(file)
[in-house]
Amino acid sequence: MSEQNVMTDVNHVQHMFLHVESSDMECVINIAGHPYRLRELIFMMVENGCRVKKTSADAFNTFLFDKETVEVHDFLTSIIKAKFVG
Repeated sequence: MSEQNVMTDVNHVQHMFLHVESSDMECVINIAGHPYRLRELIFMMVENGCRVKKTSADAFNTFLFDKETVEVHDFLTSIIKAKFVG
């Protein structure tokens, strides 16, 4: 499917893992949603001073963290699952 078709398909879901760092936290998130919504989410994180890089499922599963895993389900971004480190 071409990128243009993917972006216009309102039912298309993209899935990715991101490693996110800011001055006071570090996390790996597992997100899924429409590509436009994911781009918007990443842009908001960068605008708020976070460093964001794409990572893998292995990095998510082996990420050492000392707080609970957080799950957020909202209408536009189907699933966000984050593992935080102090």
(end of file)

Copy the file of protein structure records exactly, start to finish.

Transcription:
[in-house]
Amino acid sequence: MSEQNVMTDVNHVQHMFLHVESSDMECVINIAGHPYRLRELIFMMVENGCRVKKTSADAFNTFLFDKETVEVHDFLTSIIKAKFVG
Repeated sequence: MSEQNVMTDVNHVQHMFLHVESSDMECVINIAGHPYRLRELIFMMVENGCRVKKTSADAFNTFLFDKETVEVHDFLTSIIKAKFVG
């Protein structure tokens, strides 16, 4: 499917893992949603001073963290699952 078709398909879901760092936290998130919504989410994180890089499922599963895993389900971004480190 071409990128243009993917972006216009309102039912298309993209899935990715991101490693996110800011001055006071570090996390790996597992997100899924429409590509436009994911781009918007990443842009908001960068605008708020976070460093964001794409990572893998292995990095998510082996990420050492000392707080609970957080799950957020909202209408536009189907699933966000984050593992935080102090």